Tell me if I'm just drinking the Privacy Kool-Aid

When Facebook launched a feature that could tell you when your friends “liked” an article on the New York Times website, I thought it was a tad creepy, but on the whole: pretty cool. After all, I don’t go around “liking” stuff that I would want to keep private; that’s kind of the point of “sharing.” Besides, it’s not really me and my like-happy friends that the New York Times is connecting – to them, we’re just two anonymous Internet users.

Right?

That is to say, if I’m not doing anything particularly controversial, and if my online activity is a itty bitty fraction of the billions upon billions of info packets being exchanged every day, what’s the big deal?

Right?

I don’t have anything to hide – just a bunch of innocuous preferences of my life as a consumer. But isn’t that depressing in a way? That our lives are boiled down to where we happen to be and what we happen to like?

Are the privacy advocates right? Are we slowly-but-surely giving up our god-given right to privacy? Is social media just one big water slide? Can Facebook, or any body else, really keep this stuff a secret? It seems like Facebook is in the news every day for new privacy-related issues or instances of real life drama caused by something that happened on the ‘book. I like to think that this is separate from me, that I’m not over-sharing on the social network, they’re talking about the other guy! But am I just turning a blind eye?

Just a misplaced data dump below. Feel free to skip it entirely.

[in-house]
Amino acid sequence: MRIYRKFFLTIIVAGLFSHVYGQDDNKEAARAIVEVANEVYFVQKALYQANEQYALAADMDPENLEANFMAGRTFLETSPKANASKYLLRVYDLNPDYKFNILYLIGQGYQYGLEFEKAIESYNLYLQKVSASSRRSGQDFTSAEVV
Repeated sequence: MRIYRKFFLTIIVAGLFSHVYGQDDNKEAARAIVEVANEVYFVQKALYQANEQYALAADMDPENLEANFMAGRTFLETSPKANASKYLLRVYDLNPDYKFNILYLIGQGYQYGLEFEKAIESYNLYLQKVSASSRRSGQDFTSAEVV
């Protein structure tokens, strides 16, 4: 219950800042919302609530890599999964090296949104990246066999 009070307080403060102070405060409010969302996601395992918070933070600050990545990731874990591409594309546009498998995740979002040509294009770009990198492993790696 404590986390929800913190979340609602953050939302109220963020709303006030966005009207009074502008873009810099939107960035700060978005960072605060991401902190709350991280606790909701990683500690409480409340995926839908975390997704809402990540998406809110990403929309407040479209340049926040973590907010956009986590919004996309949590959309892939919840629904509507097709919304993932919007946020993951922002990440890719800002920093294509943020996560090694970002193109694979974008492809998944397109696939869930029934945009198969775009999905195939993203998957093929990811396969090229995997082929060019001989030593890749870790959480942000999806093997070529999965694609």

Is this the end of privacy? Is Google really working on its own dictionary? Does this post have far too many obscure hyperlinks?

Tweets from the Womb

This is creepy:

According to a recent international survey of 2,200 mothers, 81% of children under the age of two currently have some form of online presence — ranging from photos uploaded and shared by their parents, to a full-fledged profile on a social networking site. A full 92% of children in the U.S. have an online presence by the time they are two, compared to 73% in western Europe.

{via mashable}